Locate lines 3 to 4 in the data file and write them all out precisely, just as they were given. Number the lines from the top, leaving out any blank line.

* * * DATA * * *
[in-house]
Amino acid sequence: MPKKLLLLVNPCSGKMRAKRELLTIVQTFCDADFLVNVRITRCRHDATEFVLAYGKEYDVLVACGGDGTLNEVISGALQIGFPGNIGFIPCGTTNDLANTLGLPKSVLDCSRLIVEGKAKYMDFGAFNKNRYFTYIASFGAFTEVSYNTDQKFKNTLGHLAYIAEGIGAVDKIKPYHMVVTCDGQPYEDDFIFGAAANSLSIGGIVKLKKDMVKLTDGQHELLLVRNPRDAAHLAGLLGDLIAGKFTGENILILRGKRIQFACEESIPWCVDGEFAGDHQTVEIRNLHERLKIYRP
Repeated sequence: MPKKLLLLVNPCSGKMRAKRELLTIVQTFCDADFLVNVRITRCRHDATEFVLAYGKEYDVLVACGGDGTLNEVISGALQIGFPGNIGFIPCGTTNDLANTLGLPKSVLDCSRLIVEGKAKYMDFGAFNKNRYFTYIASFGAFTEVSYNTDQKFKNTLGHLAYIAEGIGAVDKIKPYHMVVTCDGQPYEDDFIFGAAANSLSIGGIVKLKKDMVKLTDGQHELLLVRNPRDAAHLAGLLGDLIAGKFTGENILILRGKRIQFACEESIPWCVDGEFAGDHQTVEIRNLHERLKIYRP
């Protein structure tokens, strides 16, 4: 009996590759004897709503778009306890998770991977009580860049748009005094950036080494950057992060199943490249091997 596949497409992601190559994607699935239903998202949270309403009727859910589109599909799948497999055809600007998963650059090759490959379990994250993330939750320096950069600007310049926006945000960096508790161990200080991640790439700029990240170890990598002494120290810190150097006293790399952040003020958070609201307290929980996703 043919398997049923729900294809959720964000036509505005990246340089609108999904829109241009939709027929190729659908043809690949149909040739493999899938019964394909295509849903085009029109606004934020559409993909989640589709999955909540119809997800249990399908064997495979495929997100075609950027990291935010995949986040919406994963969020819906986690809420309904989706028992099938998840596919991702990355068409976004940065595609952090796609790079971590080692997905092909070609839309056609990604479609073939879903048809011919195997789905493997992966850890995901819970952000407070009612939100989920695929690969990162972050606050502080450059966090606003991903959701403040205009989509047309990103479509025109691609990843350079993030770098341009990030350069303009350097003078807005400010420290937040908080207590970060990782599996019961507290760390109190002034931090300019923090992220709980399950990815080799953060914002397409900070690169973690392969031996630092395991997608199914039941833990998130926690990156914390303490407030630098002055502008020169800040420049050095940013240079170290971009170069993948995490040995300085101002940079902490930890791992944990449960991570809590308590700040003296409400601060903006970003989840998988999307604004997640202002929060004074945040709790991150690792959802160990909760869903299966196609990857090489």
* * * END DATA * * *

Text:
Repeated sequence: MPKKLLLLVNPCSGKMRAKRELLTIVQTFCDADFLVNVRITRCRHDATEFVLAYGKEYDVLVACGGDGTLNEVISGALQIGFPGNIGFIPCGTTNDLANTLGLPKSVLDCSRLIVEGKAKYMDFGAFNKNRYFTYIASFGAFTEVSYNTDQKFKNTLGHLAYIAEGIGAVDKIKPYHMVVTCDGQPYEDDFIFGAAANSLSIGGIVKLKKDMVKLTDGQHELLLVRNPRDAAHLAGLLGDLIAGKFTGENILILRGKRIQFACEESIPWCVDGEFAGDHQTVEIRNLHERLKIYRP
């Protein structure tokens, strides 16, 4: 009996590759004897709503778009306890998770991977009580860049748009005094950036080494950057992060199943490249091997 596949497409992601190559994607699935239903998202949270309403009727859910589109599909799948497999055809600007998963650059090759490959379990994250993330939750320096950069600007310049926006945000960096508790161990200080991640790439700029990240170890990598002494120290810190150097006293790399952040003020958070609201307290929980996703 043919398997049923729900294809959720964000036509505005990246340089609108999904829109241009939709027929190729659908043809690949149909040739493999899938019964394909295509849903085009029109606004934020559409993909989640589709999955909540119809997800249990399908064997495979495929997100075609950027990291935010995949986040919406994963969020819906986690809420309904989706028992099938998840596919991702990355068409976004940065595609952090796609790079971590080692997905092909070609839309056609990604479609073939879903048809011919195997789905493997992966850890995901819970952000407070009612939100989920695929690969990162972050606050502080450059966090606003991903959701403040205009989509047309990103479509025109691609990843350079993030770098341009990030350069303009350097003078807005400010420290937040908080207590970060990782599996019961507290760390109190002034931090300019923090992220709980399950990815080799953060914002397409900070690169973690392969031996630092395991997608199914039941833990998130926690990156914390303490407030630098002055502008020169800040420049050095940013240079170290971009170069993948995490040995300085101002940079902490930890791992944990449960991570809590308590700040003296409400601060903006970003989840998988999307604004997640202002929060004074945040709790991150690792959802160990909760869903299966196609990857090489």